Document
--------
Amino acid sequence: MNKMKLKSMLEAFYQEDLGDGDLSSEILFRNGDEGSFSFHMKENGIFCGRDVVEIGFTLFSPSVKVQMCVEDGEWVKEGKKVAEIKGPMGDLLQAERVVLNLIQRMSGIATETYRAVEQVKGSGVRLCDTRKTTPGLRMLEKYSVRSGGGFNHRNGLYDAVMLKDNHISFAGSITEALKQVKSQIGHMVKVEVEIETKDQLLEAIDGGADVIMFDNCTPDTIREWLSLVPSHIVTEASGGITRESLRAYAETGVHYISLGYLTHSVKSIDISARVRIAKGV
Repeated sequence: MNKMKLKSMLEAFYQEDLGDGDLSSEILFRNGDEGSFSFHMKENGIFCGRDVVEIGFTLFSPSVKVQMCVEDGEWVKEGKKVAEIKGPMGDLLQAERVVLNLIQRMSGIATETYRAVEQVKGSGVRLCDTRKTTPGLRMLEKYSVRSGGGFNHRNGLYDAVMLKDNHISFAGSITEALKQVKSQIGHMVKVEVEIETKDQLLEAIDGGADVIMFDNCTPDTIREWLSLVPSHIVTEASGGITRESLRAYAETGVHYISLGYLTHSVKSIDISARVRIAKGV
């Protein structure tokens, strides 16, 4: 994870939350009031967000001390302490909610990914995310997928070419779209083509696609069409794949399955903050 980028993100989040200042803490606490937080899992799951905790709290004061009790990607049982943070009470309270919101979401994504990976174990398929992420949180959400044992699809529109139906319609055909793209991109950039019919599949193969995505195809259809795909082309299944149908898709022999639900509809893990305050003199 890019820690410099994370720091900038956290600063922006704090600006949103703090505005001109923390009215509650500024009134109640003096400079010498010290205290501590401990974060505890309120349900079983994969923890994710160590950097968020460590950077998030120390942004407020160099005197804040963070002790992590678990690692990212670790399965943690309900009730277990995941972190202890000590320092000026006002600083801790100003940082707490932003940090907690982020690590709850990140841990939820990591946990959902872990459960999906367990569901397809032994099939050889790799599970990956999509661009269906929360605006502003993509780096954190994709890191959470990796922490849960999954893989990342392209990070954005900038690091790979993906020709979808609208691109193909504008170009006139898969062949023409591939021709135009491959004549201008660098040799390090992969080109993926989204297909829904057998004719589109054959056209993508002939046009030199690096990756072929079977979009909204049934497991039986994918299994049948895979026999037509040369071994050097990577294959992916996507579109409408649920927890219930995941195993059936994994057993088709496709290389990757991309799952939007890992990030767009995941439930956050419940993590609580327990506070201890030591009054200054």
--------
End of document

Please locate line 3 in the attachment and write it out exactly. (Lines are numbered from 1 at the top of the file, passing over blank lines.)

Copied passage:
């Protein structure tokens, strides 16, 4: 994870939350009031967000001390302490909610990914995310997928070419779209083509696609069409794949399955903050 980028993100989040200042803490606490937080899992799951905790709290004061009790990607049982943070009470309270919101979401994504990976174990398929992420949180959400044992699809529109139906319609055909793209991109950039019919599949193969995505195809259809795909082309299944149908898709022999639900509809893990305050003199 890019820690410099994370720091900038956290600063922006704090600006949103703090505005001109923390009215509650500024009134109640003096400079010498010290205290501590401990974060505890309120349900079983994969923890994710160590950097968020460590950077998030120390942004407020160099005197804040963070002790992590678990690692990212670790399965943690309900009730277990995941972190202890000590320092000026006002600083801790100003940082707490932003940090907690982020690590709850990140841990939820990591946990959902872990459960999906367990569901397809032994099939050889790799599970990956999509661009269906929360605006502003993509780096954190994709890191959470990796922490849960999954893989990342392209990070954005900038690091790979993906020709979808609208691109193909504008170009006139898969062949023409591939021709135009491959004549201008660098040799390090992969080109993926989204297909829904057998004719589109054959056209993508002939046009030199690096990756072929079977979009909204049934497991039986994918299994049948895979026999037509040369071994050097990577294959992916996507579109409408649920927890219930995941195993059936994994057993088709496709290389990757991309799952939007890992990030767009995941439930956050419940993590609580327990506070201890030591009054200054």